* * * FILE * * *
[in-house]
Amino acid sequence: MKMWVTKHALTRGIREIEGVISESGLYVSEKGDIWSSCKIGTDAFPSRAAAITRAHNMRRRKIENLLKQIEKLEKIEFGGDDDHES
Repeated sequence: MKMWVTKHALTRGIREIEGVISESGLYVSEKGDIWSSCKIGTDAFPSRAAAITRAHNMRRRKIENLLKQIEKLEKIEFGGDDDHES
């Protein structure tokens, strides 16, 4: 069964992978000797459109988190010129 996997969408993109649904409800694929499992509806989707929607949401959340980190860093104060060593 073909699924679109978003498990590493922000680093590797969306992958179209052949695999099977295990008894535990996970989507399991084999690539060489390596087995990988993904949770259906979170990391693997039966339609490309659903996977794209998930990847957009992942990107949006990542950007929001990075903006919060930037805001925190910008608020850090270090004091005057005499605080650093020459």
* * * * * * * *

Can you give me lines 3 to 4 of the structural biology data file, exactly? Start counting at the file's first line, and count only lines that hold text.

Repeated sequence: MKMWVTKHALTRGIREIEGVISESGLYVSEKGDIWSSCKIGTDAFPSRAAAITRAHNMRRRKIENLLKQIEKLEKIEFGGDDDHES
């Protein structure tokens, strides 16, 4: 069964992978000797459109988190010129 996997969408993109649904409800694929499992509806989707929607949401959340980190860093104060060593 073909699924679109978003498990590493922000680093590797969306992958179209052949695999099977295990008894535990996970989507399991084999690539060489390596087995990988993904949770259906979170990391693997039966339609490309659903996977794209998930990847957009992942990107949006990542950007929001990075903006919060930037805001925190910008608020850090270090004091005057005499605080650093020459």